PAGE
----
Spotify attempts to combat COVID misinformation amidst Joe Rogan scandal

Spotify will add content advisories to podcast episodes that contain discussions about COVID-19 and publish platform rules following recent controversies surrounding podcaster Joe Rogan.

In a recent statement, Spotify CEO Daniel Ek acknowledged the company’s lack of transparency surrounding policies that guide content. The new effort to combat misinformation, as Ek put it, will provide more balance and promote accountability for creators. The content advisory will direct listeners to a dedicated COVID-19 page which highlights podcast episodes and interviews from experts and reputable news outlets that provide factual, up-to-date information about the COVID-19 pandemic.

COVID vaccine makers Pfizer and J&J sponsor their own podcasts available on the Spotify platform. Pfizer's series, called The Antigen, is about the scientific, cultural and political elements of vaccination. The J&J Innovation podcast explores trends in healthcare and the thinkers, organizations and ideas behind them.

Platform rules, which are now available on Spotify’s website, outline what is defined as dangerous, deceptive and sensitive content. The consequences for breaking the rules may result in creators having their content removed from the platform, according to the webpage. Despite the new rules, Ek says it is not the company’s role to censor content, but to make sure there are rules and consequences in place.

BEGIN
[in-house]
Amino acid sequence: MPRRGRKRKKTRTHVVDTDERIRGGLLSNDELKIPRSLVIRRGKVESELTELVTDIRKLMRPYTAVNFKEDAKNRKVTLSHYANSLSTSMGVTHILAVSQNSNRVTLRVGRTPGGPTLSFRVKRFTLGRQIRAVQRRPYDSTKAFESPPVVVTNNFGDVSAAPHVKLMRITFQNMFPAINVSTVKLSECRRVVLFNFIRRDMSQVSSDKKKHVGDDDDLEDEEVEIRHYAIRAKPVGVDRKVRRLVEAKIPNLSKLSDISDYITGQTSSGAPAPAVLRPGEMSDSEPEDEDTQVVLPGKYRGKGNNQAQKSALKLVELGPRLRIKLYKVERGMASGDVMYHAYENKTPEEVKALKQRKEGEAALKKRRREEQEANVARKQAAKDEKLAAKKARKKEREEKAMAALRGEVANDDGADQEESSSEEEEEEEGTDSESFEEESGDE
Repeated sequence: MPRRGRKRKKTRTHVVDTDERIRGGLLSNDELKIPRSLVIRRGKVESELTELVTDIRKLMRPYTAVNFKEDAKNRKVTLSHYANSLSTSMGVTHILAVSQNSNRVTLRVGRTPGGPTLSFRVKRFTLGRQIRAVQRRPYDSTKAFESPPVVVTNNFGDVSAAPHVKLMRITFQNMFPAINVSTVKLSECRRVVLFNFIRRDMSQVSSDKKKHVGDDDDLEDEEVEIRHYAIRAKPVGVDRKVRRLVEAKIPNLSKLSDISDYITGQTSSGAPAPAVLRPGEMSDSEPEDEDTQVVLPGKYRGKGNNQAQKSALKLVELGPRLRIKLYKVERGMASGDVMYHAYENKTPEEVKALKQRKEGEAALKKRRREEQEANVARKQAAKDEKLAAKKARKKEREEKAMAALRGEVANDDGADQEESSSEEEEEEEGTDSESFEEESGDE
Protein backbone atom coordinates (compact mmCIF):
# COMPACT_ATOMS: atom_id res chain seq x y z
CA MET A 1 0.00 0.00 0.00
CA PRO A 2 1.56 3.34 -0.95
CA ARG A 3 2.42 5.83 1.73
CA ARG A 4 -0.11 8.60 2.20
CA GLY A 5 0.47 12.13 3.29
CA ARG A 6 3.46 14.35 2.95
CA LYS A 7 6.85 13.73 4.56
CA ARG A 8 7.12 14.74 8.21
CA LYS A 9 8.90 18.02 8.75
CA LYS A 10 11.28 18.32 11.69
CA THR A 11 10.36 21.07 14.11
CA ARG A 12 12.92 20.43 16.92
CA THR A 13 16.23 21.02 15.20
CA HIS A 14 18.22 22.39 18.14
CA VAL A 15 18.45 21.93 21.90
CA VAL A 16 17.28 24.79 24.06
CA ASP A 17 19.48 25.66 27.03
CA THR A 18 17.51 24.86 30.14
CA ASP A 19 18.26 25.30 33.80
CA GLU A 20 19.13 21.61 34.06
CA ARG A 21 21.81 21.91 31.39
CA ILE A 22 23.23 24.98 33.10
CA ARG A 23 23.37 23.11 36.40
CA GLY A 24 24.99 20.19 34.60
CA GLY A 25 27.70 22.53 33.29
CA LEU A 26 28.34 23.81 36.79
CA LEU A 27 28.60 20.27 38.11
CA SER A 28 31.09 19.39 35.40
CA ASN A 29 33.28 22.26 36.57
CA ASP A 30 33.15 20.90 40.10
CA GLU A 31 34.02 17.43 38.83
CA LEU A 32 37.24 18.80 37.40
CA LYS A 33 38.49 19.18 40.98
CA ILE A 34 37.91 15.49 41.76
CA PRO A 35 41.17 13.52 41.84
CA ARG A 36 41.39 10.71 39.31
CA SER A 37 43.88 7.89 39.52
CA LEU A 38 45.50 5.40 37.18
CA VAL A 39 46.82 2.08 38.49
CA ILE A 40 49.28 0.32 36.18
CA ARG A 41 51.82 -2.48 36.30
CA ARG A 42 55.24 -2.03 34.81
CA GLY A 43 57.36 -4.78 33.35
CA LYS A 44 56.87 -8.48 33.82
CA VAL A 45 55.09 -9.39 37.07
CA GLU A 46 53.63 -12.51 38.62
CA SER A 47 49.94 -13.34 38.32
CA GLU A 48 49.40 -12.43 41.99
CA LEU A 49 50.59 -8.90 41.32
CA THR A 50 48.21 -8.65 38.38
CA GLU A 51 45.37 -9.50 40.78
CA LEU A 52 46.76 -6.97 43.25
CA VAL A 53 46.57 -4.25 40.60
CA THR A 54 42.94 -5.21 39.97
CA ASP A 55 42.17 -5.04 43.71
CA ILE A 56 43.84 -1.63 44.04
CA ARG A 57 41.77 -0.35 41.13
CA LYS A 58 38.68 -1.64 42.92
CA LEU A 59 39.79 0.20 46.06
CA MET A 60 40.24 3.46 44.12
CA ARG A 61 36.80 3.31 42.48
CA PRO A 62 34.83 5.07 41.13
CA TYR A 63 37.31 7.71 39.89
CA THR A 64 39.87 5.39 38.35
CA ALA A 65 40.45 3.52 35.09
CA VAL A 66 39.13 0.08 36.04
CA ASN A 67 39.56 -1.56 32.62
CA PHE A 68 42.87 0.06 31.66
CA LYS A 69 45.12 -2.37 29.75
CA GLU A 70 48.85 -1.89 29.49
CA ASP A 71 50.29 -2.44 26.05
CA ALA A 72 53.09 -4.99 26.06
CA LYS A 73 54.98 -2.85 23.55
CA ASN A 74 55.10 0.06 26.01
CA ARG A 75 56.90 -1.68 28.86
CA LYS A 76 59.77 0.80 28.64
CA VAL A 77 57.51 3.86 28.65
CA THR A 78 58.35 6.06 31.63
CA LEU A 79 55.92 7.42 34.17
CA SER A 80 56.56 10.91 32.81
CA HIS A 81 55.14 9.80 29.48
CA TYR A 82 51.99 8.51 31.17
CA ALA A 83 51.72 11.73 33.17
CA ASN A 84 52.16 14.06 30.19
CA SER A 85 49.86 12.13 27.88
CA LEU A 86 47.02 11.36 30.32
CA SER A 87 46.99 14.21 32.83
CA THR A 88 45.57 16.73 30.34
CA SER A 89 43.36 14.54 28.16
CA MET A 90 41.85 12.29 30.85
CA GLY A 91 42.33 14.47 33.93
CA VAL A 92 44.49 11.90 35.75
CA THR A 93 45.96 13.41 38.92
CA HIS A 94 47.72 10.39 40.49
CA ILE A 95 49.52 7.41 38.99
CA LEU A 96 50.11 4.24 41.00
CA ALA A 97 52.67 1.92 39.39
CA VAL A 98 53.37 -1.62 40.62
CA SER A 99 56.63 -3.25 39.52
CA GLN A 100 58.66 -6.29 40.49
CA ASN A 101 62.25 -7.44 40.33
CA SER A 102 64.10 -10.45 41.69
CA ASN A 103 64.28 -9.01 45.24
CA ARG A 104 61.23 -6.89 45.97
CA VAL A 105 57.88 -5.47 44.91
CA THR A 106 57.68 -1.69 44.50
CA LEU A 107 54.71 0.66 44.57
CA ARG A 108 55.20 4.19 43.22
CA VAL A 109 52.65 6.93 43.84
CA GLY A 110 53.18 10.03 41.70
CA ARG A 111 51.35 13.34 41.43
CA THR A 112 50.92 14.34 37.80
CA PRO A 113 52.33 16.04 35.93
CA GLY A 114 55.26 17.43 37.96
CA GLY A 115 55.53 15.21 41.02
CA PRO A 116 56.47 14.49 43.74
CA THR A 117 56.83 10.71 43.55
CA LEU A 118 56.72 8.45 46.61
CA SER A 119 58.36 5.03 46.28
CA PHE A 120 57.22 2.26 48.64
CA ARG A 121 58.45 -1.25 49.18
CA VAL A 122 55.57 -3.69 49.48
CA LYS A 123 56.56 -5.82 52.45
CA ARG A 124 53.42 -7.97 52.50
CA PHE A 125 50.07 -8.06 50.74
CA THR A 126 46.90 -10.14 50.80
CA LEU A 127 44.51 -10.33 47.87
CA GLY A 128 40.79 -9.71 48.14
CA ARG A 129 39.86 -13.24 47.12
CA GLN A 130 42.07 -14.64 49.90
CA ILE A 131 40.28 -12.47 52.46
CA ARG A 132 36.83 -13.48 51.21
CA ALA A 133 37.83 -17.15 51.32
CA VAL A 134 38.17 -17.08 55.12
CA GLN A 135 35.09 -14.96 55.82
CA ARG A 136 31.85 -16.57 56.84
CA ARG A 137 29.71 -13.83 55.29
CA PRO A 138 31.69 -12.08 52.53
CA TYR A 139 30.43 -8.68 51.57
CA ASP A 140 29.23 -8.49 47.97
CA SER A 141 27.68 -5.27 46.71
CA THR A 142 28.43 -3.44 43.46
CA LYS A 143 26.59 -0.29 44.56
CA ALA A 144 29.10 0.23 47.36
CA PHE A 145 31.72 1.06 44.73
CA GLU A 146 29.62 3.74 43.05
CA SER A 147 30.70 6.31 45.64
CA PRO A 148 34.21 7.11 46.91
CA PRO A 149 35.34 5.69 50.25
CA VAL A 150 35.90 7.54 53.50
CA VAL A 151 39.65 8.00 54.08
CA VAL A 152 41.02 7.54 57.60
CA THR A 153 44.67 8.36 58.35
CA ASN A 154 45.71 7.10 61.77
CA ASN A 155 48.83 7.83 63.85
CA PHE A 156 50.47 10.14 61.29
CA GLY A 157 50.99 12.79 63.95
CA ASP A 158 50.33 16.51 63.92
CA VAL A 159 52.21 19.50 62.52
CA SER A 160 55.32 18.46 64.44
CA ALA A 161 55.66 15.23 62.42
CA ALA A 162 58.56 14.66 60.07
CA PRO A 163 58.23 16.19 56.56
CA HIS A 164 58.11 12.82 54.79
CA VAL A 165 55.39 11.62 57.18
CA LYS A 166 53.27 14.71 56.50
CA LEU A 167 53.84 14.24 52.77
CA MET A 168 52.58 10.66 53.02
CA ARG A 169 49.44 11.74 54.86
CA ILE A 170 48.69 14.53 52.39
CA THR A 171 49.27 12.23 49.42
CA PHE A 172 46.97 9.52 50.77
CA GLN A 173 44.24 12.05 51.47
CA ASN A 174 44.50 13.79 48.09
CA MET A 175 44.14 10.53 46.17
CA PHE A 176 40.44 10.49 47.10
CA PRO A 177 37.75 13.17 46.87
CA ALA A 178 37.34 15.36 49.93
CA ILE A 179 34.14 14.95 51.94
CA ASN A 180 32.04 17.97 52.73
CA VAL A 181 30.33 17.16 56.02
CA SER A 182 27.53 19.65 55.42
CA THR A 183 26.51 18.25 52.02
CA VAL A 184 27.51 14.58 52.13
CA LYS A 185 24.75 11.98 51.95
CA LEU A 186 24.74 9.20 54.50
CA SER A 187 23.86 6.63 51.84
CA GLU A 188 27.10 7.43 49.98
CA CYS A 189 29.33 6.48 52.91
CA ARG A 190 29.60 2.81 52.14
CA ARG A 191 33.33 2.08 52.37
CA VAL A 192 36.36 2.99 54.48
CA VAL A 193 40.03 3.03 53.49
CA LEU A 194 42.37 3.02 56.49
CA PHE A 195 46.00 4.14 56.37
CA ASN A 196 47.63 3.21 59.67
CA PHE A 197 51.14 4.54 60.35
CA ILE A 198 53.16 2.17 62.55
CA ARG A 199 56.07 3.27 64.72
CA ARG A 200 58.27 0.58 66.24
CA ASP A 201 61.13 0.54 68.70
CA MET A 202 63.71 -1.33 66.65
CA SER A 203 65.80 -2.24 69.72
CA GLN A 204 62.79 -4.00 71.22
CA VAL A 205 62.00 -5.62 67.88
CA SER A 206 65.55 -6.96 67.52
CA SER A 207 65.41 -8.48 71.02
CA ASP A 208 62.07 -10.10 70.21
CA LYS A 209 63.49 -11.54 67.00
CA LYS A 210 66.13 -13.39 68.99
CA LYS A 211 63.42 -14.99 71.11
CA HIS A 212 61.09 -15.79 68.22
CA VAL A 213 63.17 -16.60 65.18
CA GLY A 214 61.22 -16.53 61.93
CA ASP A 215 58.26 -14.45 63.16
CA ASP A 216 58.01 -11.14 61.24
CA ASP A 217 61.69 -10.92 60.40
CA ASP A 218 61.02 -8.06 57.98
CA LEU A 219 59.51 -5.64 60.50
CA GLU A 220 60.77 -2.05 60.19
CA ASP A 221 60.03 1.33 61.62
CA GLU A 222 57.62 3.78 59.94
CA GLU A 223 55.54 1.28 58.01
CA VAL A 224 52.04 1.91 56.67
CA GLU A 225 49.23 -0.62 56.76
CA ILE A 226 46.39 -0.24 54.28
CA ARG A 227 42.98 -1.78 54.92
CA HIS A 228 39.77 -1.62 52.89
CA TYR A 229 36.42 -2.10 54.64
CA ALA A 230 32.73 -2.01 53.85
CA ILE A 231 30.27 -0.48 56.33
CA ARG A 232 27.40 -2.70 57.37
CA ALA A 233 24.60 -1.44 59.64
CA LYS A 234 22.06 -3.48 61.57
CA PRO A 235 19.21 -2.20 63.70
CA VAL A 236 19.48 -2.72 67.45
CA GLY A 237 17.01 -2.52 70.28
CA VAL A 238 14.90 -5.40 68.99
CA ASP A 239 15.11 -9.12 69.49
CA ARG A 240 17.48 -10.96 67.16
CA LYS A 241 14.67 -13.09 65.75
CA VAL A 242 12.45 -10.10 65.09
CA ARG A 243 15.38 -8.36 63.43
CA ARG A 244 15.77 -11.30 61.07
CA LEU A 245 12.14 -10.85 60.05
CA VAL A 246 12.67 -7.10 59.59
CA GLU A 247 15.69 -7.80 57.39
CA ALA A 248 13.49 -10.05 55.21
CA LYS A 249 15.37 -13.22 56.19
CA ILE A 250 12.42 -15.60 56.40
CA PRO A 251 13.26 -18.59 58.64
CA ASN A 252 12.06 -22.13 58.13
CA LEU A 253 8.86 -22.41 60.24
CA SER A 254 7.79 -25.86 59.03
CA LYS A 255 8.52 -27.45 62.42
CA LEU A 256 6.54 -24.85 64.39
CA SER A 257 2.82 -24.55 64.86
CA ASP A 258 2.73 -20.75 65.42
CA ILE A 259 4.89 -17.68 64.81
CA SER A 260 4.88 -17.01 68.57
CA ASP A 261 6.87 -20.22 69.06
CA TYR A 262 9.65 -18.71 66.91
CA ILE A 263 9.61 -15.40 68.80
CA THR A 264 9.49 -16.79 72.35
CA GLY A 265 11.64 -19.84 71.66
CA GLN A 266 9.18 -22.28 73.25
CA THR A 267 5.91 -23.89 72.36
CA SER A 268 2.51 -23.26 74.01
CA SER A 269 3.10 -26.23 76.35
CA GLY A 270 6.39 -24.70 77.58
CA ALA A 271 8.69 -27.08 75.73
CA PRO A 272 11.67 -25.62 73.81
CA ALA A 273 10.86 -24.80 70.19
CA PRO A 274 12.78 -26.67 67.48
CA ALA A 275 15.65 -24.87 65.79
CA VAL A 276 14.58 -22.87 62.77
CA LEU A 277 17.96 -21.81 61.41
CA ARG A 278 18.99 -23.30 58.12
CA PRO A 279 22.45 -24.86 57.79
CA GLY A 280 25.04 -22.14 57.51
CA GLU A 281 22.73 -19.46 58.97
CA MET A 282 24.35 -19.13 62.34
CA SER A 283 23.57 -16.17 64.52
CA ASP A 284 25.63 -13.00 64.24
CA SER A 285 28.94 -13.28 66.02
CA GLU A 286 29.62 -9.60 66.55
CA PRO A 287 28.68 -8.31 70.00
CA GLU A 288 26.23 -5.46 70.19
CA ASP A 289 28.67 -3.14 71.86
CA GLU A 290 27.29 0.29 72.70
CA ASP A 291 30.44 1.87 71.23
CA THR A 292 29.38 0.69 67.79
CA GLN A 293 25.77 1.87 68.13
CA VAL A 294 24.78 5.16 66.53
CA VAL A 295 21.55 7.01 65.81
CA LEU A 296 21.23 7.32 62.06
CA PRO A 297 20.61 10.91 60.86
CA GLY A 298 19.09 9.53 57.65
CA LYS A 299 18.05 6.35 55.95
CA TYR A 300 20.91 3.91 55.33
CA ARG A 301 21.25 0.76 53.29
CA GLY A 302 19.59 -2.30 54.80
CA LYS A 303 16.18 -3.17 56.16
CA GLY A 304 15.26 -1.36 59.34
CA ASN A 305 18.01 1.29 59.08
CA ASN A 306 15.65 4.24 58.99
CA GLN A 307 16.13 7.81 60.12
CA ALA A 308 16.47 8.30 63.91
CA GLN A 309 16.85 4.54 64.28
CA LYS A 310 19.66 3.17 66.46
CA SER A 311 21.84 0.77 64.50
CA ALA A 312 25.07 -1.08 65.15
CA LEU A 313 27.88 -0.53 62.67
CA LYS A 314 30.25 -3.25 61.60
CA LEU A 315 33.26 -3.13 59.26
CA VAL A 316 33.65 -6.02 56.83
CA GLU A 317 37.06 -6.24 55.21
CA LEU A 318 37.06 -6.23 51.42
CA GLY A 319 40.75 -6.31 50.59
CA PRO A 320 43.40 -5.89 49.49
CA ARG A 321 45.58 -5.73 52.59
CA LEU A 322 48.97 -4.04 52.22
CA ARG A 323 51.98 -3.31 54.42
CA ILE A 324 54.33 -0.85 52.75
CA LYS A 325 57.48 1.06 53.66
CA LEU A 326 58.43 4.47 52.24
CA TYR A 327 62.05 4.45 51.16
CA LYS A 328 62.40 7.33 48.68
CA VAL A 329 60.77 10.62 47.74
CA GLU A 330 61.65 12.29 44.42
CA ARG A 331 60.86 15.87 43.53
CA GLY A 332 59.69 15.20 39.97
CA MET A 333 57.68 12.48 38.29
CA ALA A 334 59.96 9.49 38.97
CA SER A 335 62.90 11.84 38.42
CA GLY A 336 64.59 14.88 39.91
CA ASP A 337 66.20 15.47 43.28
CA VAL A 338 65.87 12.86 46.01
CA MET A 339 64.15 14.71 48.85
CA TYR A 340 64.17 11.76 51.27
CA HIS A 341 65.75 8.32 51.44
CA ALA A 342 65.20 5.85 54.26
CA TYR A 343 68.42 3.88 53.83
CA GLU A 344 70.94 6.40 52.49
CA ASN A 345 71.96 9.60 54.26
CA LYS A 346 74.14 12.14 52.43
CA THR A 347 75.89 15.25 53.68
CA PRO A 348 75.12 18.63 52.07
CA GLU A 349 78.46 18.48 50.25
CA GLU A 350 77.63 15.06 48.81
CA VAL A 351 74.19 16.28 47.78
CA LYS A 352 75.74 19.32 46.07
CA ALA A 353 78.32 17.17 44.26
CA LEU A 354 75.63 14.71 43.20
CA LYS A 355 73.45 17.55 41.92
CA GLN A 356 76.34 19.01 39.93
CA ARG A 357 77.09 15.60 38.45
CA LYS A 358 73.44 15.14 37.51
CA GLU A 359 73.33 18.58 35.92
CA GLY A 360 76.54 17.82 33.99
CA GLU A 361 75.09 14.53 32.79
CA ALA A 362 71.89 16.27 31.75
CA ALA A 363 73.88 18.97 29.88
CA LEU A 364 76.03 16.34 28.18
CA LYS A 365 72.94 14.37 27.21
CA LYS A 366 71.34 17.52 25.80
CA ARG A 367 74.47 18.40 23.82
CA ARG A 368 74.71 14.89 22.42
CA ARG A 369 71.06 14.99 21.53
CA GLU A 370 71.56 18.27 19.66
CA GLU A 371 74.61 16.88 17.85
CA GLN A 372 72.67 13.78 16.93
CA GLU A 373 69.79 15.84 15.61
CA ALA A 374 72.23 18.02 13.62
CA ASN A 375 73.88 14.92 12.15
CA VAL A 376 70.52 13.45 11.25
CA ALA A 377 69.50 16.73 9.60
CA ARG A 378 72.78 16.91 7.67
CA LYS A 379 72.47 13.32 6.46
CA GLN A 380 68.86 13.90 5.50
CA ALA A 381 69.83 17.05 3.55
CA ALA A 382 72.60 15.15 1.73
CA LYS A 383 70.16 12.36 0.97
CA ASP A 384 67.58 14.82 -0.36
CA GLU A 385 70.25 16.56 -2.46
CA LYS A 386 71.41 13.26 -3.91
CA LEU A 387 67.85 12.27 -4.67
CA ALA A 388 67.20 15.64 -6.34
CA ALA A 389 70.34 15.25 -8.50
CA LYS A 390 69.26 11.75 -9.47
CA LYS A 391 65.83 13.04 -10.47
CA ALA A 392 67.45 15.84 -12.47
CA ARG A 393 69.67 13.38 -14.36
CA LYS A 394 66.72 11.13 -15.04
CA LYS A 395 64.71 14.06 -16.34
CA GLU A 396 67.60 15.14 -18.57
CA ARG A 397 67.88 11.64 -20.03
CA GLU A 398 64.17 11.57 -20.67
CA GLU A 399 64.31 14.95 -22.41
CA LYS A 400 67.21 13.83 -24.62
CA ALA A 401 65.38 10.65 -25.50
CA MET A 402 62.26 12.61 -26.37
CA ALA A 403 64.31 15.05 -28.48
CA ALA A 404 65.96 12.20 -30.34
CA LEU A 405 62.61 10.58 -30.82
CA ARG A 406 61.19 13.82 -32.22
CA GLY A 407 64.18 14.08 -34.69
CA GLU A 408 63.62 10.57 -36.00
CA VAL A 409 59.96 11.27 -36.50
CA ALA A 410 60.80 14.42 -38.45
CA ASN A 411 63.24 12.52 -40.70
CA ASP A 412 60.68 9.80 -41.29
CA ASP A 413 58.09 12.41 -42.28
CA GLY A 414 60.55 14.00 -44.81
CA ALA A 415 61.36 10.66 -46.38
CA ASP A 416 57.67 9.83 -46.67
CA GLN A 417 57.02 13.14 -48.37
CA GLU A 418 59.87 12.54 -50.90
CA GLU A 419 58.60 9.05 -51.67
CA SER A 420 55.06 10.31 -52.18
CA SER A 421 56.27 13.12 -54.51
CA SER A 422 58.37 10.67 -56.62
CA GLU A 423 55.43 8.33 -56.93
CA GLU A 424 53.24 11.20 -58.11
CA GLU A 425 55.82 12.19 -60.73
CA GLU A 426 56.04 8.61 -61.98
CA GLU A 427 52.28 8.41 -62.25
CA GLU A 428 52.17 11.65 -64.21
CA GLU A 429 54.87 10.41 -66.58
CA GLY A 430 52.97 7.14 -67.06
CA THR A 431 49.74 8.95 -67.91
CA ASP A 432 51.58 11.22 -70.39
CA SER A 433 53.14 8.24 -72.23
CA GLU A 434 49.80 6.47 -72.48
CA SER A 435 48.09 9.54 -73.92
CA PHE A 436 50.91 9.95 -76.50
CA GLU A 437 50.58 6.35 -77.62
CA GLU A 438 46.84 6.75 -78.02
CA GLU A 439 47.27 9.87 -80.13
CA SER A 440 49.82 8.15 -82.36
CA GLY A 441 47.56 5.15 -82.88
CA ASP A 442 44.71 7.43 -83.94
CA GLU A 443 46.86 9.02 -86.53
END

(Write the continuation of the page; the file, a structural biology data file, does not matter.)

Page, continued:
The company has been under fire recently for their promotion of Rogan’s controversial podcast, The Joe Rogan Experience, which has been accused of promoting misinformation about the COVID-19 pandemic. In an open letter to Spotify written in December, 270 medical experts said Rogan’s podcast promoted “baseless conspiracy theories” and false claims about COVID-19 vaccines, including urging young people not to get vaccinated.

Rogan’s show is the most listened to podcast on the platform. In 2020, Spotify struck a $100 million deal with Rogan for exclusive rights to his content.  In response to Rogan’s claims and Spotify’s inaction, musicians have been pulling their catalogs from Spotify’s platform. Most prominently was Neil Young, who is expected to lose 60% of his streaming revenue following his Jan. 26 announcement that he would pull his music from the platform.

The folk-rock singer said his decision was made “in the name of truth” and urged other artists to do the same.  Some followed suit, with singer-songwriter Joni Mitchell and rock guitarist Nils Lofgren, a member of Bruce Springsteen's E Street Band, pulling their respective catalogs. On Jan. 29, bestselling author Brené Brown announced she would not be producing any more podcast episodes until further notice, despite a multi-year contract recently signed with the company. 

Following the release of Spotify’s new platform rules and content advisories, Rogan apologized in a 10-minute Instagram video that has also been uploaded to Rogan’s Spotify channel. In it, Rogan supported Spotify’s efforts to balance the platform and pledged to do better. Spotify lost more than $2 billion in market value, following the controversy last week. Since Rogan’s apology stock prices have jumped 12%.